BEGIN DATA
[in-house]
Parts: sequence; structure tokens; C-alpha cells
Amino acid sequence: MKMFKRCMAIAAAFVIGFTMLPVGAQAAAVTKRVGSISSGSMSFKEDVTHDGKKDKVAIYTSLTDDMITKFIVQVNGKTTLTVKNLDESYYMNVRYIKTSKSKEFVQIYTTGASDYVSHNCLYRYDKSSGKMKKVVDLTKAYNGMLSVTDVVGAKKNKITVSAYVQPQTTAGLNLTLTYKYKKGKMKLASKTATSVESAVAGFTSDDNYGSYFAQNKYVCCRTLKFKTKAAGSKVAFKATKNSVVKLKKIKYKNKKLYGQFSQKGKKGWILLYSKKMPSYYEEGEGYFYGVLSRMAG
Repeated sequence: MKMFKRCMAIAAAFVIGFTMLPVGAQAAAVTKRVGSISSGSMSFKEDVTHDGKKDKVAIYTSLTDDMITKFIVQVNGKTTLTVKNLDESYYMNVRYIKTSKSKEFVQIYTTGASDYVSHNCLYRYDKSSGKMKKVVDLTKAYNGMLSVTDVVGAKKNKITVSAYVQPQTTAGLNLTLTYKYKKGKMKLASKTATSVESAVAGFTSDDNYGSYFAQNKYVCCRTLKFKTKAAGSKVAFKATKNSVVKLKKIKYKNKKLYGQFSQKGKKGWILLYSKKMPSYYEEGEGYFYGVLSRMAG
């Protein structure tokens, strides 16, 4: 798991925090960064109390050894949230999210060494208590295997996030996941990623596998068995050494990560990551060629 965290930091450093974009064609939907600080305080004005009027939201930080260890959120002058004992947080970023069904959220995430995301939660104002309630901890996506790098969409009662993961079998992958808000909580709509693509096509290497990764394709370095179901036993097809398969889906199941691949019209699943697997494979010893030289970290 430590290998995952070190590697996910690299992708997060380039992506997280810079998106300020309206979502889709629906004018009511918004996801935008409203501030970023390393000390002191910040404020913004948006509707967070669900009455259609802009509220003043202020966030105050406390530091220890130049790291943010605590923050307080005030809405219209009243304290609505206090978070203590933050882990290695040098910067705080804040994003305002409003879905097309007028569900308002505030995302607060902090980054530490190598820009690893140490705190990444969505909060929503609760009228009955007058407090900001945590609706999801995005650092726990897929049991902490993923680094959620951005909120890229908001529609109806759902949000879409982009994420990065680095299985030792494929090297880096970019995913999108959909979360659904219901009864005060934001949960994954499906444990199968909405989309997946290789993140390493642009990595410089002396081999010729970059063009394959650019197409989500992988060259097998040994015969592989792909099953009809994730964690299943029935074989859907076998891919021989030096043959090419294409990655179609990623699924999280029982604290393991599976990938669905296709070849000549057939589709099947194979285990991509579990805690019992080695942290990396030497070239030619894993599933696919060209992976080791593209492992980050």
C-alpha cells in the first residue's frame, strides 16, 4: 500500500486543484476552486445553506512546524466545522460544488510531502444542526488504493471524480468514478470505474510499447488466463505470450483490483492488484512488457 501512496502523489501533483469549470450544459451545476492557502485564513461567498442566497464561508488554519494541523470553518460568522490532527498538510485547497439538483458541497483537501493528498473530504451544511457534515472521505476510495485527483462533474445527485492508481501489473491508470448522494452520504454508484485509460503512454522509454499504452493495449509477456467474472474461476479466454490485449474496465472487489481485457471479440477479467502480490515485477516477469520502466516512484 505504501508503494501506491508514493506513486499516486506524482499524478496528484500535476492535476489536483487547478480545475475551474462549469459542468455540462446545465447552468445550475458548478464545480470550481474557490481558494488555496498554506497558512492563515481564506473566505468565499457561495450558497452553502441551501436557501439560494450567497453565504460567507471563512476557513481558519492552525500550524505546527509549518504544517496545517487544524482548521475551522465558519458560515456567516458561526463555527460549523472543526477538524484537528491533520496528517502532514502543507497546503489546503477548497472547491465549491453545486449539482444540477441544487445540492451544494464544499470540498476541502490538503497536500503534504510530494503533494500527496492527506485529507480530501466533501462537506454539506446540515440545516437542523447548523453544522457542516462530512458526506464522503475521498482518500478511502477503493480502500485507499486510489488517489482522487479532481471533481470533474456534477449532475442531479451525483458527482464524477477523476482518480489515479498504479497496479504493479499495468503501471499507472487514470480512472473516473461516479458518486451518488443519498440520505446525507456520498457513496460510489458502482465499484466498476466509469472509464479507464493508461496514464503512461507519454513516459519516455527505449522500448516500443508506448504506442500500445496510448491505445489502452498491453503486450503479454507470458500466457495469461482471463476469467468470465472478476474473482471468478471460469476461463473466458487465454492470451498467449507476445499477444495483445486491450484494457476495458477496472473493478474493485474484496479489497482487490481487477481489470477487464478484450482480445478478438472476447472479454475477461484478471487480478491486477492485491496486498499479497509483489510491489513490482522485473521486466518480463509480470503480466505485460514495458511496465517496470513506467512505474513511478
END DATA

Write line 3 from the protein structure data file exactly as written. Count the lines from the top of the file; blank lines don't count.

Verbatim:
Amino acid sequence: MKMFKRCMAIAAAFVIGFTMLPVGAQAAAVTKRVGSISSGSMSFKEDVTHDGKKDKVAIYTSLTDDMITKFIVQVNGKTTLTVKNLDESYYMNVRYIKTSKSKEFVQIYTTGASDYVSHNCLYRYDKSSGKMKKVVDLTKAYNGMLSVTDVVGAKKNKITVSAYVQPQTTAGLNLTLTYKYKKGKMKLASKTATSVESAVAGFTSDDNYGSYFAQNKYVCCRTLKFKTKAAGSKVAFKATKNSVVKLKKIKYKNKKLYGQFSQKGKKGWILLYSKKMPSYYEEGEGYFYGVLSRMAG